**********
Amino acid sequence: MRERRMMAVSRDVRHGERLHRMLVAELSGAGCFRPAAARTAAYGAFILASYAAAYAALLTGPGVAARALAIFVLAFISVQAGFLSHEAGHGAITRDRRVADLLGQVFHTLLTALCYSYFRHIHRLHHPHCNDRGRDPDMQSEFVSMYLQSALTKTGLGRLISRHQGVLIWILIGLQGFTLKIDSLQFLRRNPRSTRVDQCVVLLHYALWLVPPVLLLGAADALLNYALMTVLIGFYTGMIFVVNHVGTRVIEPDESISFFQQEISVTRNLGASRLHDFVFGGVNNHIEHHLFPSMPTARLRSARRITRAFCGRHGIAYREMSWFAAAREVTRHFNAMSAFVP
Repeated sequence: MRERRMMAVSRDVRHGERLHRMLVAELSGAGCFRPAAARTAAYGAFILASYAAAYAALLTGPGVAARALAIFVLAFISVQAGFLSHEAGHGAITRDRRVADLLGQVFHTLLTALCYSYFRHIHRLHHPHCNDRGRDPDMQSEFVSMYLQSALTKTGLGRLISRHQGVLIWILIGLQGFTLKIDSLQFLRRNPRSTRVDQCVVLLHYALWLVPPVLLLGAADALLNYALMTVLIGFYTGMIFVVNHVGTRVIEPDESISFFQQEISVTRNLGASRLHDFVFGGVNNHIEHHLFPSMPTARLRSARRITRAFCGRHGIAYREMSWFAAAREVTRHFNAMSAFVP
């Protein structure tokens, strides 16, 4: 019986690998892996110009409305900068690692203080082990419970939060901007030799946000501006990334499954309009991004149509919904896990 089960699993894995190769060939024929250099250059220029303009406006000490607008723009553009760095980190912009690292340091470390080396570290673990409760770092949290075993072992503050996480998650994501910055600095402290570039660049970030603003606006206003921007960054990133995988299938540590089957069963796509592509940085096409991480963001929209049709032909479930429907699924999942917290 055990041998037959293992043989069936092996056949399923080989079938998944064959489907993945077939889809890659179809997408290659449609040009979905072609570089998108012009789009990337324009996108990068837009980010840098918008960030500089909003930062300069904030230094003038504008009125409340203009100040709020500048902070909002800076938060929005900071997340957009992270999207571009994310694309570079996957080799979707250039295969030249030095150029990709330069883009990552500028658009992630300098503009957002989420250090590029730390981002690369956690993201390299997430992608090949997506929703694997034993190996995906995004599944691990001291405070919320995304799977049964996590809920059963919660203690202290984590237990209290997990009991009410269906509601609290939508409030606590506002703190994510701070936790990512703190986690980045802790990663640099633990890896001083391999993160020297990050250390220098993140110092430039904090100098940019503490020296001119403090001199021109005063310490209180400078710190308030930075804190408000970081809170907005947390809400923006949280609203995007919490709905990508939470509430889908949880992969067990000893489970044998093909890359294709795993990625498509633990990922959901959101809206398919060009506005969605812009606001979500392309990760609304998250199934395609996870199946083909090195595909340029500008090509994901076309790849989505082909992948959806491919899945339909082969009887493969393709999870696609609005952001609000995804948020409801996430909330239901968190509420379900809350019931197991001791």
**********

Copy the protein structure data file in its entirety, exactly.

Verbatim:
Amino acid sequence: MRERRMMAVSRDVRHGERLHRMLVAELSGAGCFRPAAARTAAYGAFILASYAAAYAALLTGPGVAARALAIFVLAFISVQAGFLSHEAGHGAITRDRRVADLLGQVFHTLLTALCYSYFRHIHRLHHPHCNDRGRDPDMQSEFVSMYLQSALTKTGLGRLISRHQGVLIWILIGLQGFTLKIDSLQFLRRNPRSTRVDQCVVLLHYALWLVPPVLLLGAADALLNYALMTVLIGFYTGMIFVVNHVGTRVIEPDESISFFQQEISVTRNLGASRLHDFVFGGVNNHIEHHLFPSMPTARLRSARRITRAFCGRHGIAYREMSWFAAAREVTRHFNAMSAFVP
Repeated sequence: MRERRMMAVSRDVRHGERLHRMLVAELSGAGCFRPAAARTAAYGAFILASYAAAYAALLTGPGVAARALAIFVLAFISVQAGFLSHEAGHGAITRDRRVADLLGQVFHTLLTALCYSYFRHIHRLHHPHCNDRGRDPDMQSEFVSMYLQSALTKTGLGRLISRHQGVLIWILIGLQGFTLKIDSLQFLRRNPRSTRVDQCVVLLHYALWLVPPVLLLGAADALLNYALMTVLIGFYTGMIFVVNHVGTRVIEPDESISFFQQEISVTRNLGASRLHDFVFGGVNNHIEHHLFPSMPTARLRSARRITRAFCGRHGIAYREMSWFAAAREVTRHFNAMSAFVP
């Protein structure tokens, strides 16, 4: 019986690998892996110009409305900068690692203080082990419970939060901007030799946000501006990334499954309009991004149509919904896990 089960699993894995190769060939024929250099250059220029303009406006000490607008723009553009760095980190912009690292340091470390080396570290673990409760770092949290075993072992503050996480998650994501910055600095402290570039660049970030603003606006206003921007960054990133995988299938540590089957069963796509592509940085096409991480963001929209049709032909479930429907699924999942917290 055990041998037959293992043989069936092996056949399923080989079938998944064959489907993945077939889809890659179809997408290659449609040009979905072609570089998108012009789009990337324009996108990068837009980010840098918008960030500089909003930062300069904030230094003038504008009125409340203009100040709020500048902070909002800076938060929005900071997340957009992270999207571009994310694309570079996957080799979707250039295969030249030095150029990709330069883009990552500028658009992630300098503009957002989420250090590029730390981002690369956690993201390299997430992608090949997506929703694997034993190996995906995004599944691990001291405070919320995304799977049964996590809920059963919660203690202290984590237990209290997990009991009410269906509601609290939508409030606590506002703190994510701070936790990512703190986690980045802790990663640099633990890896001083391999993160020297990050250390220098993140110092430039904090100098940019503490020296001119403090001199021109005063310490209180400078710190308030930075804190408000970081809170907005947390809400923006949280609203995007919490709905990508939470509430889908949880992969067990000893489970044998093909890359294709795993990625498509633990990922959901959101809206398919060009506005969605812009606001979500392309990760609304998250199934395609996870199946083909090195595909340029500008090509994901076309790849989505082909992948959806491919899945339909082969009887493969393709999870696609609005952001609000995804948020409801996430909330239901968190509420379900809350019931197991001791």